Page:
DEPTH CHART (expected starters in italics):
Unlike the receivers (covered yesterday), the running backs are a stable force in the Duke offense. All four of the top backs are back (is Four Horsmen too cliché?). The backfield is like a competitive family. All of the backs push each other and each one wants to be “the guy”, but they are also close friends. A new emphasis on the zone read and an even faster tempo will give each back his touches.
Juwan Thompson is on top of the depth chart, but the chart doesn’t mean all that much. Coach Cutcliffe has said you can never have enough running backs, and this year has four threats out of the backfield. Thompson is the biggest back at 5’11” 225 lbs. He holds the record for power clean at 357 lbs. (offensive linemen still challenge him but haven’t beaten him yet). The senior has the most experience and does all of the little things. He can catch the ball out of the backfield, pass protect and even works with the special teams. He knows the playbook inside and out and can line up in a variety of places on offense.
Josh Snead is a home-run hitter out of the backfield. He ran roughshod over Cincinnati in the Belk Bowl last season. He is the smallest (relatively speaking) of the backs at 5’9” 190 lbs. Last year he averaged 5 yards per carry on 99 carries. The redshirt-junior also has experience in the offense.
Jela Duncan led the team in rushing last season and averaged 5.1 yards per carry. The sophomore is a load at 5’10” 210 lbs. and is at his best running downhill. This offseason he has worked on his elusiveness in the open field. He led the Blue Devils in rushing in 8 games last season. He can help relieve pressure out of the backfield as well after catching 19 passes last year. In fact, he is one of three running backs in the ACC this year who ran for 500 or more yards, averaged more than 5 yards per carry and caught more than 15 passes.
Shaquille Powell is the biggest unknown out of the four backs, but his ceiling may be the highest. He was listed as a top-15 all-purpose running back in high school. He did not have a big year last year and only carried the ball 28 times for 93 yards. Joseph Ajeigbe is a freshman running back who came in as the number 82 back, according to Scout.com. The 5’9” 215 lb. back has impressed coaches in camp so far with his football IQ. With four talented backs in front of him, Ajeigbe has a chance to develop this year.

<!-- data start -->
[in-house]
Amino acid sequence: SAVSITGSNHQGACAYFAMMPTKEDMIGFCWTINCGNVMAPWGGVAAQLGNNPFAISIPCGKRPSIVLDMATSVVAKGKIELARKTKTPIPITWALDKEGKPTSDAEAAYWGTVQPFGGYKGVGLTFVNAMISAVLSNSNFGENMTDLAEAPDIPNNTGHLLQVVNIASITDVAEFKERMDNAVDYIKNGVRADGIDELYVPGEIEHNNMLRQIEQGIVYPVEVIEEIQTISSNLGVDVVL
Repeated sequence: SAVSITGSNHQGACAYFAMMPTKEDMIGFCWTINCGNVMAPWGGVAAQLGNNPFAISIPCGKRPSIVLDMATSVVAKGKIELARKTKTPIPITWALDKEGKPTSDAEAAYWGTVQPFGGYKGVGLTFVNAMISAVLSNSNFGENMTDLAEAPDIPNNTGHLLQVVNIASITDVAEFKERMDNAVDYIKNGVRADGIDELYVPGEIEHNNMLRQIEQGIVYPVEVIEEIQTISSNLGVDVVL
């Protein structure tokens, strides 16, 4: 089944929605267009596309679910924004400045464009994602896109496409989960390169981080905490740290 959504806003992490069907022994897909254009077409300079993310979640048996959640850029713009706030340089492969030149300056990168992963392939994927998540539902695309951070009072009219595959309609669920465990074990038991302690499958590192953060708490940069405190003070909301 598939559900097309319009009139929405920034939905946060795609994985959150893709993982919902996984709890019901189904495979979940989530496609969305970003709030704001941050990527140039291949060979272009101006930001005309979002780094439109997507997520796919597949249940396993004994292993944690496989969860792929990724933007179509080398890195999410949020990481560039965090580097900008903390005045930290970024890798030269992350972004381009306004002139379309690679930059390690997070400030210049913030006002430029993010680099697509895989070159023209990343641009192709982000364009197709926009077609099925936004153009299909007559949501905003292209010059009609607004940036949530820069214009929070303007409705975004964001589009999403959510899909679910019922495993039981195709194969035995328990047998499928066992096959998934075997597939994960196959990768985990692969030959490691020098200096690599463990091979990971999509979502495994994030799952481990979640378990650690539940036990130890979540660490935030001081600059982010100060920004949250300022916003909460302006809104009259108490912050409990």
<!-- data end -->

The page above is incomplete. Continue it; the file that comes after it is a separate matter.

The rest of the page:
Last year, coaches ran with the hot hand in the backfield. Whichever back was running well kept going (each back led Duke in rushing yards in a game at least once). As a whole, the four backs combined for 1,494 yards on 311 carries. The backs, combined, caught 54 passes for 267 yards. With two guys coming off of their freshman season in Duncan and Powell, the backs could be even better this year.
Coaches have said the team will also use more zone-read options this year, and this time two quarterbacks are threats to run. A veteran offensive line should be able to open holes for the running backs as well (Jela Duncan called it “lovely” to run behind a veteran line). Coach Cutcliffe said the backs and o-line are always asking to run the football more.
What needs to happen in 2013:
While Duke’s offense will still throw the football around, coaches have said the Blue Devils will run more this year. Including Anthony Boone and Brandon Connette, six different players can run the ball effectively out of the backfield. Fortunately for defenses, the six of them can’t all be in there at the same time. But the depth will allow Duke to keep a fresh running back on the field at all times to wear down a defense.
Even as the offense pushes the pace, the running game can help protect a younger defensive secondary. A fast-paced offense can still take time off the clock as long as it is moving. Run plays keep the clock going. Run plays can also wear down defensive fronts and open up the passing game. Anthony Boone is an aggressive passer, and an excellent running game will allow him to look downfield and find his favorite targets.